United States District Court, E.D. Virginia, Alexandria Division
M. Brinkema, United States District Judge.
Lee Hall, a Virginia inmate proceeding pro se, has filed a
petition for a writ of habeas corpus, pursuant to 28 U.S.C.
§ 2254, challenging the constitutionality of his
conviction of first-degree murder entered by the Circuit
Court for the City of Portsmouth. Before the Court is
respondent's Motion to Dismiss the petition [Dkt. No.
12], to which petitioner has filed a reply. [Dkt. No. 24].
a jury trial, Hall was convicted on August 5, 2013 and
received a sentence of life imprisonment. Case No.
CR12-591-01; Resp. Ex. A. The Court of Appeals of Virginia
granted Hall's petition for appeal on the assignment of
error that the trial court wrongfully overruled his hearsay
objection to a receipt from a gun shop; it denied the
petition as to seven additional assignments of error.
Hall v. Commonwealth, R. No. 1626-13-1 (Va. Ct. App.
Mar. 5, 2014); Resp. Ex. C. In a memorandum opinion issued on
November 18, 2014, the Court of Appeals affirmed Hall's
conviction on the holding that the contested receipt for
ammunition was of "minimal evidential value" and
that any error in its admission was non-constitutional and
harmless in light of the "massive evidence of
[Hall's] guilt otherwise adduced." Hall v.
Commonwealth, R. No. 1626-13-1 (Va. Ct. App. Nov. 18,
2014), slip op. at 6. The remainder of the petition for
appeal was denied. Id. at 2. The Court of Appeals
summarized the evidence as follows:
[T]he evidence proved that James Britt was last seen on April
11, 2011. Several days later, the police reported to
Britt's residence after his family and friends were
unable to contact him. The police discovered Britt's
house had been damaged and smelled of paint and bleach. Large
pieces of carpeting had been cut out of the carpets in the
bedroom and living room. The remaining carpet had white marks
that appeared to be bleach stains and portions of the walls
appeared to have been recently painted. Stains that appeared
to be blood spatter were also on the walls and ceiling. Later
testing confirmed that blood spatter on some of the walls and
doors were beneath the fresh paint. Furniture inside the
house had been moved. A trash bag in the garage contained
pieces of Britt's teeth, a .9 millimeter FC Luger
cartridge casing, Britt's blood-stained clothing, bottles
of cleaning supplies, Britt's driver's license which
had been cut in pieces, Britt's wallet, and a small slip
of paper linked to a Florida company with which [Hall] was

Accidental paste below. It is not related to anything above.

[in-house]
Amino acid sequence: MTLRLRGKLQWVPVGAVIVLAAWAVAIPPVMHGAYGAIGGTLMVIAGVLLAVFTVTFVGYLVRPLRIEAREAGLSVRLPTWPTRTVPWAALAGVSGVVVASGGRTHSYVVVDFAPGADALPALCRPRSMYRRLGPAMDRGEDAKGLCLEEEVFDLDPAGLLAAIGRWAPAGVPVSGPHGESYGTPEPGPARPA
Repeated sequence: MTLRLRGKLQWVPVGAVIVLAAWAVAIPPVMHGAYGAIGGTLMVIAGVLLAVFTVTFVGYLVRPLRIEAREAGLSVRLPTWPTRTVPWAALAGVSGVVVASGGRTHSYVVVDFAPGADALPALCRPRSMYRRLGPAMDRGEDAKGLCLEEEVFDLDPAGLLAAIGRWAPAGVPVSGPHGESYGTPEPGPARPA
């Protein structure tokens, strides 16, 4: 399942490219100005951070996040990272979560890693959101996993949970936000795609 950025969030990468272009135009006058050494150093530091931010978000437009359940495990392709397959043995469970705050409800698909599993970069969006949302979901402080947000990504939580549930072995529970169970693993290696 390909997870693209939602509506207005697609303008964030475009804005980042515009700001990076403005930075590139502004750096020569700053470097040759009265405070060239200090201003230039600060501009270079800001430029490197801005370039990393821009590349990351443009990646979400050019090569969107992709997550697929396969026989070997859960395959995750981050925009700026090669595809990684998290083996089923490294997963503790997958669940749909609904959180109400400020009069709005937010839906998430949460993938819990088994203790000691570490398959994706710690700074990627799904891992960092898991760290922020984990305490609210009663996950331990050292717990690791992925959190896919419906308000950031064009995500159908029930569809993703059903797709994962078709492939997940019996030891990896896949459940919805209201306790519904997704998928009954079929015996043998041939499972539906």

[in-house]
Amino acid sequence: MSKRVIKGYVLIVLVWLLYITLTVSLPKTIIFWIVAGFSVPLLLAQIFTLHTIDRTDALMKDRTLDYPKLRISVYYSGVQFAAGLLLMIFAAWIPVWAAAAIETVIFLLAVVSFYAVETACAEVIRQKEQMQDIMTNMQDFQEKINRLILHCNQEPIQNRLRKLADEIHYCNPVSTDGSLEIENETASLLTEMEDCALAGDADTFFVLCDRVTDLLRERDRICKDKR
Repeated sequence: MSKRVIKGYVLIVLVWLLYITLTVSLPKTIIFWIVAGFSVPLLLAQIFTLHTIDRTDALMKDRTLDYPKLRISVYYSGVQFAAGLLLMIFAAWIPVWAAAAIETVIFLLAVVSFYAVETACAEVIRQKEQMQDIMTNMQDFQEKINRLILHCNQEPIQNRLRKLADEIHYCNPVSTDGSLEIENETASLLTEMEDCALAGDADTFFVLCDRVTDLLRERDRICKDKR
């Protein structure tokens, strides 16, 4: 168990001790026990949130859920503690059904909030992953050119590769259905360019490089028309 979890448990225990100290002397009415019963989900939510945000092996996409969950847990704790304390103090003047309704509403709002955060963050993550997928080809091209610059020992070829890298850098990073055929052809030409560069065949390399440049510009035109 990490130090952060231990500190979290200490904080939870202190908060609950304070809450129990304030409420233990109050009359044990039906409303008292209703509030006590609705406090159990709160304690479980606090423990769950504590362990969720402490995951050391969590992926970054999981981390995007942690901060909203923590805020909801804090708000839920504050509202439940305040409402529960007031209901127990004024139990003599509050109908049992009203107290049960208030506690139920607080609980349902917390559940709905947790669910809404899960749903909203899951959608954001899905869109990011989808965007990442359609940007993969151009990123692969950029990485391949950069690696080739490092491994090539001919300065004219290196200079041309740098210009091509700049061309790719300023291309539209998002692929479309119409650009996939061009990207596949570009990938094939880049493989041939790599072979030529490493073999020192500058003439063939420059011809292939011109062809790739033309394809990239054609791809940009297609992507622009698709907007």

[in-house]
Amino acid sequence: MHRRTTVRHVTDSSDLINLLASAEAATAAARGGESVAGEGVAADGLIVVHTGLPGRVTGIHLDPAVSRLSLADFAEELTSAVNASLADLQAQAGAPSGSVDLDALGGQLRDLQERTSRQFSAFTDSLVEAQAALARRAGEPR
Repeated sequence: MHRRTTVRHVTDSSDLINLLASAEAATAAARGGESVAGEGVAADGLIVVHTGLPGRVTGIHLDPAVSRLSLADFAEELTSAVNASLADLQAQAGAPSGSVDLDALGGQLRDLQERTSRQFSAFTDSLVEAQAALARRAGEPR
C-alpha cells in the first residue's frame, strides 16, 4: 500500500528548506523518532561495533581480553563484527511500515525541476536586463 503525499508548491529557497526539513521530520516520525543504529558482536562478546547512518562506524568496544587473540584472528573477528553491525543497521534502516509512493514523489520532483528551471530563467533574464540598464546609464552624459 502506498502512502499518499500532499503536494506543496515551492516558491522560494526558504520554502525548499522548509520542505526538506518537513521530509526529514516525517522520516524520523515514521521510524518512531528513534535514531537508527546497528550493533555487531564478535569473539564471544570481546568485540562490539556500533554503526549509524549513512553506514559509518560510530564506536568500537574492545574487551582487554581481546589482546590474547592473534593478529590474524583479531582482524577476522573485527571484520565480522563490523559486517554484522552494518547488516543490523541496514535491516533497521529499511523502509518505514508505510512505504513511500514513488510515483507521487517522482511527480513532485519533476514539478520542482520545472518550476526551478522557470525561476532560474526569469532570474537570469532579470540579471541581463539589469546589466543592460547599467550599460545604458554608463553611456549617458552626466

associated. A paint can bearing [Hall's] fingerprint was
in the garage along with a piece of carpet padding with
Britt's blood on it. Paint from the can was consistent
with the fresh paint in the walls inside Britt's house.
Britt's blood and [Hall's] fingerprints were also
located inside the residence. A bullet matching the casing
from the trash bag was embedded in Britt's bedroom wall
and had been covered with putty. The police also found
[Hall's] locked vehicle in Britt's driveway. Three of
Britt's cars were missing from the property.
Britt operated a car business and had worked with [Hall]. In
the weeks prior to his disappearance, Britt had told his
employees and friends that he no longer planned to work with
[Hall] because [Hall] had done poor work and owed him money.
Britt told the witnesses that he had informed [Hall] that he
no longer wished to work with him. One witness testified he
observed [Hall] and Britt engage in a heated argument soon
before Britt's disappearance Days before Britt's
disappearance, he told two witnesses . . . that [Hall] had
arrived at his residence carrying a crowbar....
The police found a crowbar in a vehicle owned by [Hall]. The
vehicle was located in Florida, where [Hall] lived, and one
of Britt's neighbors had seen it at Britt's residence
shortly before Britt's disappearance. The police also
recovered from [Hall] numerous titles to cars owned by Britt.
[Hall] claimed Britt had sold or given him the car titles.
Names other than Britt's appeared as the seller on some
of the titles. A handwriting expert testified [Hall] could
not be eliminated as the author of the seller signatures on
the titles. Two of Britt's cars were found at
[Hall's] girlfriends' houses. At one of the
residences, the police also found a piece of carpet on
[Hall's] lawnmower. The carpet was damp and smelled of
bleach. The fibers matched the carpet in Britt's
Inside [Hall's] vehicle, which had been locked and parked
on Britt's property, the police found a receipt for .9
millimeter FC Luger cartridges from a gun shop. ... Although
[Hall] denied ever owning a gun, his car contained ammunition
and gun cleaning supplies.
[Hall] exhibited an injury to his forehead at an April 21,
2011 interview with the police. During the interview, [Hall]
admitted having twice entered Britt's residence during
the week of April 11, 2011. At first, he claimed several
times that he had only gone through the garage to the kitchen
to retrieve car keys. Later, however, after one of the